America's Poorest State to Spend Money Drug Testing Its Poorest Residents
GOP lawmakers are persevering in their efforts to drug test welfare and food stamp recipients, despite overwhelming evidence that drug testing programs are far better at wasting money than at catching drug users. Arizona turned up one positive drug testout of 87,000 people the state screened. Utah caught a whole 12 people.
In Florida, where Gov. Rick Scott boldly took on the 4th amendment by forcing 4,086 TANF applicants to pee in cups, less than 3 percent tested positive before the court shut it down. Originally touted as a cost-saving measure, the program ended up losing the state money when applicants who tested negative were reimbursed for the cost of their tests.
Mississippi Gov. Phil Bryant has especially been fired up about drug screening welfare applicants, promoting the legislation in his State of the Union address. Now Bryant will have his chance to subject the poorest people in the country's poorest state to drug tests, before they can get access to far-below-national-average welfare benefits ($140 per month on average for asingle parent with two children.) Last week, the Mississippi State Senate passed a bill that would screen all new welfare applicants using a questionnaire designed to gauge the likelihood that they use drugs.
If they fail the screening, they have to enter a drug rehabilitation program. If they fail their drug test a second time, they're banned from the program for 90 days. A third fail blocks them access to the program for a year. Amendments introduced by Mississippi Democratic legislators to the bill would have required drug tests for other beneficiaries of government money including students, businesses, and state lawmakers. Unsurprisingly, they did not make it into the bill. Funding for the program, estimated to cost 36K and $291,000 — based on how many fail the initial screening -- will come out of TANF funds.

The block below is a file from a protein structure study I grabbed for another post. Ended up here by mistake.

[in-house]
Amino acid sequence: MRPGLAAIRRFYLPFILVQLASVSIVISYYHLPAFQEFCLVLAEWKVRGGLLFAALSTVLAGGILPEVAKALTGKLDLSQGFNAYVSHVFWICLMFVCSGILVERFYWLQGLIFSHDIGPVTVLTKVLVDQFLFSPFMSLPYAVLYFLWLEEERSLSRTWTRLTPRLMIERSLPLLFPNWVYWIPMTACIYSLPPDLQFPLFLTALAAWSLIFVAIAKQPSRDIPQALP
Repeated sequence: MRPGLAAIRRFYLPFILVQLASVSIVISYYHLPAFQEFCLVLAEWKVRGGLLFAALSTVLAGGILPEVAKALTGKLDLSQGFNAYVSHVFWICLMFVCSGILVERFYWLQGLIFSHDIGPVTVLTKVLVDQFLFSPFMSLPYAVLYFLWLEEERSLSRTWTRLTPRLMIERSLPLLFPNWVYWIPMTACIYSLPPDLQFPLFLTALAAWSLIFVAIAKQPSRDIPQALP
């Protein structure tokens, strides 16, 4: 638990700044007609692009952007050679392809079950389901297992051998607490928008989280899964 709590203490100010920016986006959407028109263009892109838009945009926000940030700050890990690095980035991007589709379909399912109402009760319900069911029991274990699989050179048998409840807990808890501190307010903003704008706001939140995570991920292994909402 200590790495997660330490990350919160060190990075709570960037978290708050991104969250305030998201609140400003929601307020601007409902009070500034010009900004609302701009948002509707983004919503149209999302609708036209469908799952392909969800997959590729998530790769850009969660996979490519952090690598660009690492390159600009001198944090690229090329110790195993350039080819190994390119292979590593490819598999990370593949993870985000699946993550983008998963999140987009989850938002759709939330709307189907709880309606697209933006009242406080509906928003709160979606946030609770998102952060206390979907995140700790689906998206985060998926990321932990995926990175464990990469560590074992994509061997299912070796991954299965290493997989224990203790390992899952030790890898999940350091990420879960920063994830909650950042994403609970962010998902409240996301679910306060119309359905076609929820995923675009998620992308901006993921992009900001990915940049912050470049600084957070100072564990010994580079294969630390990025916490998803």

In a statement, Gov. Bryant claimed the program would help addicts and their families.
“The TANF program is a safety net for families in need, and adding this screening process will aid adults who are trapped in a dependency lifestyle so they can better provide for their children,” Gov. Phil Bryant said. “This measure will help make a positive difference for families impacted by substance abuse.”
But poverty advocates have other theories about the intent of the legislation."When state leaders don't like a policy, they figure out how to make it not work," Oleta Garrett Fitzgerald of Children's Defense Fund tells AlterNet. In fact, Mississippi places such severe restrictions on aid that only 9,563 families currently participate in TANF, according to state numbers cited by the AP. That's not a lot in a state with a 24.2 percent poverty rate, the highest in the nation, and where 1 in 3 kids is poor.
"We have a very high percentage of families who don't know where their food is going to come from," Warren Yoder, Executive Director of the Public Policy Center of Mississippi, tells AlterNet. "Almost all of them will have to cut back on nutrition. One fourth have to cut back so hard that someone in the family goes hungry for at least one meal. First it's the adults, then the teenagers, then the littlest kids go without food."
"They've driven most people off welfare" says Garrett Fitzgerald. "And then to add insult to injury, the few people left we're drug testing?"
The ACLU's Jennifer Riley-Collins points out that the poor are no more likely to use drugs than anyone else, a view supported by numerous studies. "The small amounts of public assistance that go to basic needs for shelter for families comes from TANF, and we are subjecting the most vulnerable to a false assumption that they're drug users. It's unfair and untrue."